Monarch butterfly populations are crashing — but we can choose to do something about it

Monarch butterfly populations are crashing — but we can choose to do something about it

Monarch Butterflies Getty Images/ HegedusPeter/500px
Monarch Butterflies Getty Images/ HegedusPeter/500px

Monarch butterflies (Danaus plexippus) are some of the most iconic insects around. But they are uniquely threatened and earlier this month, Mexico’s Commission for National Protected Areas announced that the number of monarch butterflies has dropped to frighteningly low levels. The monarch butterfly population returning to their winter habitats fell by 59% this year, making it the second lowest level since scientists started keeping records.

The Mexican government is not alone in noticing the precipitous decline in monarch butterflies. The Xerces Society for Invertebrate Conservation — a group that specializes in protecting insects, arachnids, crustaceans and other arthropods — warned in its annual Western Monarch Count that they only counted 233,394 butterflies at 256 overwintering sites compared to last year’s total of over 330,000 butterflies. To put this in perspective, the researchers explained in a press statement that this is "just 5% of their population numbers in the 1980s, when low millions were common."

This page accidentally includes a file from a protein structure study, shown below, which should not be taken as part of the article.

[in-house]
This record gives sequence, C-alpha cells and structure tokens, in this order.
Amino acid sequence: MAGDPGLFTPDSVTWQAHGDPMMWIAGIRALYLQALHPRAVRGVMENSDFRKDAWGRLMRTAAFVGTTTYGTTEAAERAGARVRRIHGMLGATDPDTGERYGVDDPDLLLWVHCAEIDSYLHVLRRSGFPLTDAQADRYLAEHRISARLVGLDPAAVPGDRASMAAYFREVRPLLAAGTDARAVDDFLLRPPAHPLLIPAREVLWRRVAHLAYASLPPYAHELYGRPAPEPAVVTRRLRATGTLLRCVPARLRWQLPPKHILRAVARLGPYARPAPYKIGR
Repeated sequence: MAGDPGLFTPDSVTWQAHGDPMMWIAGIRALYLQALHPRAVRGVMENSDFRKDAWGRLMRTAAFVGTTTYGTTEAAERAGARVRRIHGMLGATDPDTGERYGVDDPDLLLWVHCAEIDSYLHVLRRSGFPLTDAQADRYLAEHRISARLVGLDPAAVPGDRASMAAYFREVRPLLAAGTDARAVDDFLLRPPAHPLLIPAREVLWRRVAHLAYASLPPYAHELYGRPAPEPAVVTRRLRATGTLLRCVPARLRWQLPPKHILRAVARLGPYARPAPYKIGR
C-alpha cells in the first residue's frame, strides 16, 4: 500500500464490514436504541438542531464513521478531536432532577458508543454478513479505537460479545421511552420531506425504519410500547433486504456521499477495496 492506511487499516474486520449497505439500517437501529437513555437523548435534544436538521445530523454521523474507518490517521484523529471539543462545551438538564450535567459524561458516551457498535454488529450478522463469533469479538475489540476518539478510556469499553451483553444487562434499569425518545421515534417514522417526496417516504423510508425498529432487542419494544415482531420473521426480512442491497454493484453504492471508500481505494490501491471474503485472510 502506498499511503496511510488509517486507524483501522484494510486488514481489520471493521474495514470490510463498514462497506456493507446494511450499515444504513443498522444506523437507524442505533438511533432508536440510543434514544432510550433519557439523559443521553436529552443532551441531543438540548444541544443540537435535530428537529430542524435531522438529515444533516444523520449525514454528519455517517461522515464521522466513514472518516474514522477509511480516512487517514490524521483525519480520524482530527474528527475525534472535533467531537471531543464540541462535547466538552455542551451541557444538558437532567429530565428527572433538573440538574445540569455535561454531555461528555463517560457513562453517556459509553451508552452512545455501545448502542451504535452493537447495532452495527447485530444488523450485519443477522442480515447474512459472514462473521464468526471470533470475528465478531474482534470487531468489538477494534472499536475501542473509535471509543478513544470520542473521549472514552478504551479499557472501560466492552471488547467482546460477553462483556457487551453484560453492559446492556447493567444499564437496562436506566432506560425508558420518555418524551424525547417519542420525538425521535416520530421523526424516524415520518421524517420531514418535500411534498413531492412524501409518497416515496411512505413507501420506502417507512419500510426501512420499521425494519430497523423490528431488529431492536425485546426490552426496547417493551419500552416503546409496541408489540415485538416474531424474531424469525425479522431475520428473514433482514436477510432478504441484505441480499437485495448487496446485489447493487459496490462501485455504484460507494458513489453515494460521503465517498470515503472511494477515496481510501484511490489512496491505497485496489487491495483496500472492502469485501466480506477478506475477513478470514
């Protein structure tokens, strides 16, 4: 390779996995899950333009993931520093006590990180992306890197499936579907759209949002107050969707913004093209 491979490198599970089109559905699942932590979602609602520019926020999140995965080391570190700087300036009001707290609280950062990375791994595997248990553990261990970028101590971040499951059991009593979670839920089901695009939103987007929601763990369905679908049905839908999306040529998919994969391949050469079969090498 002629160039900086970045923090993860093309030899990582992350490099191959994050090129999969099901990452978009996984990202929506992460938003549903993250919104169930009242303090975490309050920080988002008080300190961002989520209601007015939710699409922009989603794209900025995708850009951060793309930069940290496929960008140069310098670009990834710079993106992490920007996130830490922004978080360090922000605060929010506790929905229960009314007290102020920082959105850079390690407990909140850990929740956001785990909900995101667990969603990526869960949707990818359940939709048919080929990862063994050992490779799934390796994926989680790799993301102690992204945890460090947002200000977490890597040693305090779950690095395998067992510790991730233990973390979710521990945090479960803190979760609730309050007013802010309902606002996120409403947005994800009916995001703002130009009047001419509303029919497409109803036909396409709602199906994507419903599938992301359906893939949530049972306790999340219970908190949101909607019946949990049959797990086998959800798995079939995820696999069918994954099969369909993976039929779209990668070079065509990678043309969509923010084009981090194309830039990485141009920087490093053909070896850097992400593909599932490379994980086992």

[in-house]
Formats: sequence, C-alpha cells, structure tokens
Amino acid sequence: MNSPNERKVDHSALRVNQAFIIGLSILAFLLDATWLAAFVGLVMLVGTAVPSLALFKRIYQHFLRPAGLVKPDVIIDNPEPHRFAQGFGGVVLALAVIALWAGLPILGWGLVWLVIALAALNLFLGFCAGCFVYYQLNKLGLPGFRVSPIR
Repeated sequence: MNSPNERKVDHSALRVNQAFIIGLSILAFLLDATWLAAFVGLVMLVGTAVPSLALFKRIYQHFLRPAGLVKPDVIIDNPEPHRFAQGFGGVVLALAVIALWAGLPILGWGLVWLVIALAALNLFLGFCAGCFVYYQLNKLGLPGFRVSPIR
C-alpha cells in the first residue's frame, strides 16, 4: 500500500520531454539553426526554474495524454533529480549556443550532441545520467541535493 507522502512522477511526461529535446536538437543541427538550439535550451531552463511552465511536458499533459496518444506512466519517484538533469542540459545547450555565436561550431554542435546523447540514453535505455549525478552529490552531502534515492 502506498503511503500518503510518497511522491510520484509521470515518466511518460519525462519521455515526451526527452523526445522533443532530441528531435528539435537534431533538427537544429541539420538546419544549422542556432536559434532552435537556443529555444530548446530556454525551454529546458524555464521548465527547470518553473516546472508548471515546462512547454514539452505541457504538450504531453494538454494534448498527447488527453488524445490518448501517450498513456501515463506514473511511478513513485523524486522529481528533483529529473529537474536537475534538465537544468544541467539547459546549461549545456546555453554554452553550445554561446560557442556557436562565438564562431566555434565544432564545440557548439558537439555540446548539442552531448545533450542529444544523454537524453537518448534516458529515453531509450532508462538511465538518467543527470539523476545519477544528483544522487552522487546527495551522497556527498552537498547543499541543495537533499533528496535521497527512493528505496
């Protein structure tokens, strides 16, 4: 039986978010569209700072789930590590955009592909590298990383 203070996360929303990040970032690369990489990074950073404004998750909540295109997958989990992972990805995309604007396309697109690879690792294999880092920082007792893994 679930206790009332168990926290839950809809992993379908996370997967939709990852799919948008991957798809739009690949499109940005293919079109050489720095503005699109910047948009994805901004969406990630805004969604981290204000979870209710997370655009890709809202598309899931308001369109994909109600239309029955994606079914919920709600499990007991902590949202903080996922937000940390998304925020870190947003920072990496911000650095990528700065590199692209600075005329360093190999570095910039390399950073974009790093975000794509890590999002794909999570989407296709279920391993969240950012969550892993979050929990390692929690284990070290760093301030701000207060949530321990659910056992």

Emma Pelton, a senior endangered species conservation biologist and Western Monarch Lead at the Xerces Society, told Salon that she has observed firsthand "the bottom drop out" of western monarch populations. While the news cycle is focused on the most recent numbers from experts, Pelton witnessed a dramatic example of this same phenomenon years earlier.

"When I started this work a little over eight years ago, we knew the population wasn't as good as in the past," Pelton explained. "But we thought, 'OK, this is our new normal. We have low hundreds of thousands of butterflies.'"

Yet in 2018, Pelton noticed that sites which had once been "dripping with monarchs" were eerily vacant, with some having monarch populations limited to one branch.

"It was two orders of magnitude; we really dropped from 300,000 give or take to 30,000 give or take in a single year," Pelton said.
"It's very visceral to say, 'They used to coat this whole area and now they're on a single branch, or they're really scattered.' I mean it's pretty shocking and it was pretty potent. And we were actually out there with a reporter and I remember we were all saying, 'Ooh, this does not look good. This does not look like what it's supposed to look like.'"

Does this mean the monarchs are doomed? Probably not. Pelton is not worried about monarch butterflies going entirely extinct because "there are small populations in tons of countries all over the world." Yet when it comes to the monarch butterflies indigenous to the United States — and, in particular, the ones renowned for migrating through the seasons — experts do indeed fear that "we're going see this collapse of this amazing phenomenon. We are still probably going to have monarchs. They're just going to be a shadow of what they were."